28. Re: #10 one of my favorite sayings is “he who asks is a fool for five minutes. He who doesn’t ask is a fool forever”

    I totally skipped the Louvre when I visited Paris. I simply didn’t care that much. Had much more fun (for me) poking around in shops devoted to music boxes!

  29. I adore the list. I have some few rules myself. I actually enjoy traveling alone. No need to wait for someone and I really get to do what I want. If it sucks, no one to blame but me ;)

    I alo do not spend so much in hotels because I really want to experience the destination: food, parks, highlights, must-dos and must-sees. I did not travel to stay the whole day stuck in a hotel.

    And yes, I do send postcards :)

  30. #13 is good advice, especially if you are travelling for a long period of time. I also bring a multivitamin.

    #2 Don’t waste your time looking for good Mexican food in Eastern Europe. The cheese will be wrong and the “salsa” is often nothing more than plain ketchup. Italian food is risky as well unless you like ketchup on your spaghetti. : )

    #1 As someone who works in the restaurant/pub business, I have to disagree with you on this one. Rent is very high on corner spaces. They need your business every bit as much as someone in the middle of the block. Restaurants near or in train stations and airports have a captive audience and often let the quality slide.

  31. Hi David,
    I have subscribed to your blog and its good to read your posts on Thailand. I am going to Phuket for 4N5D. Need to know which tour should i take-Phi Phi Island or Phra Nang +James Bond Island. Have heard that Phi Phi Island sound very common and has crowds where as Phra Nang is more peaceful and scenic.
    Pls help me with this as I am flying today eveing. The costs are very high for both nothing less than 2500-3000 THB pp, so need to freeze on one. Our plan also has one eveing of Fanatsea show, one day City tour, ONe days any island trip, and one day we have kept for ourselves to expleore the place. Any suggestions on what we can do on 4th day? Pls revert.

    • I would definitely do the Phra Nang tour as yes, Phi Phi is a bit overrun. Sounds like you’ve got lots planned. I’d leave your last day open as something unexpected will surely pop up. Good luck.

  32. I love the “send postcards” golden rule, but I elaborate a little. I make a point to get at least a few of my own pictures processed near the middle of my trip, slap a postcard backing to it (http://www.the2buds.com/suph2pc.htm), and Ta Da! I’ve made my own postcards that are personal and say something about my own adventure. You can even fill out addresses on the postcard backing before you leave so that you don’t have to track down that little address book that always seems to get misplaced…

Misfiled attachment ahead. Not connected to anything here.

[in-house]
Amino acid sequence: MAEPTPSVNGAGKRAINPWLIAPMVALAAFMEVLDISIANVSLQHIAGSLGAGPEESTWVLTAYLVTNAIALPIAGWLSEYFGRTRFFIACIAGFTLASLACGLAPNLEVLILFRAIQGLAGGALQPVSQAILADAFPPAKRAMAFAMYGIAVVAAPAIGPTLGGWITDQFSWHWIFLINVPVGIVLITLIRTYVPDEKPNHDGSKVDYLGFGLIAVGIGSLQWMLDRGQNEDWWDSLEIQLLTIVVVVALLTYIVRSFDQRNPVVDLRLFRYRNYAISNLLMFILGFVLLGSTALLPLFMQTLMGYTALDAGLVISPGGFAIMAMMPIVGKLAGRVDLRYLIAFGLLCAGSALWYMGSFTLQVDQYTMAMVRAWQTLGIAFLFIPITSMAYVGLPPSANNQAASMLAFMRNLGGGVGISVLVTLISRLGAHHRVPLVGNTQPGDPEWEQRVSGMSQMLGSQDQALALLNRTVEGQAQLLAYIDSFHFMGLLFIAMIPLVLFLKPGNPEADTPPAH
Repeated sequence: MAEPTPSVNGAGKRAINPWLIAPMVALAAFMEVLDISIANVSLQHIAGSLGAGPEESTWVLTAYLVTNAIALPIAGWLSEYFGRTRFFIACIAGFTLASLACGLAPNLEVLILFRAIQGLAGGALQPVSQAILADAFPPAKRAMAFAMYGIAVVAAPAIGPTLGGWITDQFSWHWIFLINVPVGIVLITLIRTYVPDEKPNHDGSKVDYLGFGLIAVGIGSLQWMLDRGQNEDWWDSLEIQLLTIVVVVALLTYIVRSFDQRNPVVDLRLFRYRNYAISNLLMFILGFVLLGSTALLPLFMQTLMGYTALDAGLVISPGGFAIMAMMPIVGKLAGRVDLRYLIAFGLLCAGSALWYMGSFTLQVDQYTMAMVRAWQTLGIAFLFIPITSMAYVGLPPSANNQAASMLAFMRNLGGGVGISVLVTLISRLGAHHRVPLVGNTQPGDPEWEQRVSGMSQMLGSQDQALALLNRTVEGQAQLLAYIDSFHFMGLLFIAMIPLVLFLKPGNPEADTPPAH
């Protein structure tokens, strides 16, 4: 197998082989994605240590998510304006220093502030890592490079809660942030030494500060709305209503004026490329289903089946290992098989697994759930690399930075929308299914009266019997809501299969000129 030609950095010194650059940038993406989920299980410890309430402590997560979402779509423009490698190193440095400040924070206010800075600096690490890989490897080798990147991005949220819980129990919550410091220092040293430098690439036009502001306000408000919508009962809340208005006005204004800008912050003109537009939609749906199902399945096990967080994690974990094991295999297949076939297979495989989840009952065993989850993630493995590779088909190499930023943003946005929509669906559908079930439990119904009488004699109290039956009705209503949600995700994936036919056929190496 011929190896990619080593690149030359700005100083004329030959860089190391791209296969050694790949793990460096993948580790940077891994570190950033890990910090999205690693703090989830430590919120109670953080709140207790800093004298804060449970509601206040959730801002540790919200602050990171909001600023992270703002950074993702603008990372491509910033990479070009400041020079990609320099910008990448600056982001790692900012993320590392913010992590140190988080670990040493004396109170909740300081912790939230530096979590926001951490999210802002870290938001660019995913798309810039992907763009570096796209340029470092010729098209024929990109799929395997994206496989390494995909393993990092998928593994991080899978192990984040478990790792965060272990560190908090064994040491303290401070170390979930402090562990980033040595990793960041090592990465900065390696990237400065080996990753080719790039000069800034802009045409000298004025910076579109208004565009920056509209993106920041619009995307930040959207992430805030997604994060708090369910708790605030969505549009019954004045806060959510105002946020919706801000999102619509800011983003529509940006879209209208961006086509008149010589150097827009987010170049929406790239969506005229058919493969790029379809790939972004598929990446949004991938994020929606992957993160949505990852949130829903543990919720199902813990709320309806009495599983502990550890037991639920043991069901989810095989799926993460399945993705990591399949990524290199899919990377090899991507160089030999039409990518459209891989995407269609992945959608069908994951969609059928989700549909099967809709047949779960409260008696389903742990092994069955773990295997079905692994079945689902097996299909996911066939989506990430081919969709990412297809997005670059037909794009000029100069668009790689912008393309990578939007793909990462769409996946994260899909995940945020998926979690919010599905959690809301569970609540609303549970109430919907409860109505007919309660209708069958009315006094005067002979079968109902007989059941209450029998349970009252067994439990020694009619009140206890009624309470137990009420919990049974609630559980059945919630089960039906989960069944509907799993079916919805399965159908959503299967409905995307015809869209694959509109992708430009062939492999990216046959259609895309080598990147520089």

33. This is a practice that I follow. When I am on a tour, I send an email to my family everyday. In this I include all that we saw during the day. Once I am back from, say a 7 day tour of Kenya, all the details on the email can be consolidated into one document which then becomes the travel details that one could refer to at a future point of time when we may tend to forget details of which hotel we stayed in or which place we visited.

  34. These are great tips, and I really love your blog. We are travelling to the UK for my sister’s wedding next year with our kids (3 and 7) and I keep coming back to your blog for advice. thank you!

  35. The best Indian food I’ve ever eaten was in Tokyo (and the worst Mexican was in Paris) – so I love to try #2!

    I’d also add “go into a supermarket”. You would be astounded what you can find in a grocery store in another country. In Morocco, I found those awesome little tea glasses for the equivalent of $3 for a set of 5 (including tea). In Turkey, fantastic rose-scented soap. Yeah, you get funny looks from the cashier when you don’t know what the heck you’re doing, but… it’s so much fun! Plus, you can eat on the cheap if you buy bread/soda/water/whatever at the grocery store to supplement your food budget. We were in Morocco during Ramadan, so most places were closed for lunch; we ate a ton of olives, soft cheese and pita that we got from markets.

  36. My one big rule for traveling is that I will not eat at any restaurant that I can eat at in my hometown. Chains are fine, as long as they don’t have a location here.

    I will only flex on this if there does not seem to be any “strange” options.

  37. Definetly agree on point one about not eating at the corner restaurant. Especially when you are in the hi tourist spots of the city you visit. Take Prague for example. We were there with the kids and getting ready for a bite of lunch. Ate at a grumpy, horrible overpriced spot right in the centre of town…. bad experience…. The next day, when exlopring for a second time,,,, we said , heh,,, lets walk one or two blocks out of the centre and see what we can find. Found a great little restaurant,,,, with much nicer staff,,,, and best of all LOWER PRICED food… At least 30 % less..

    So go away from centre tourist spots when needing to eat…

  38. great tips.

  39. Just found your website today and am only 2 pages in but can tell the afternoon in work will fly by while I troll through the rest. Heading to the Greek islands in 3 weeks and jotting down loads of little mental tips to myself ;)

    As to some of the nasty comments – If you can’t say anything nice, at least make it constructive. Noone’s making you read this and you can just go elsewhere instead of making nasty comments.

    Have to agree about taking soaps from the maid’s carts though. Everyone has to make a living and will take that tip with a pinch of salt.

    Thanks again for a great site ;)

  40. Some good, some not.
    I don’t quite get why you would eat any food other than the local cuisine? One of the most wonderful elements of travelling for me is eating only local foods?
    Also I don’t get the corner thing? Street food is pretty much always on corners? Also I can think of many places in SE Asia, Central America where the best food shacks are always on corners…. are we talking touristy travelling here?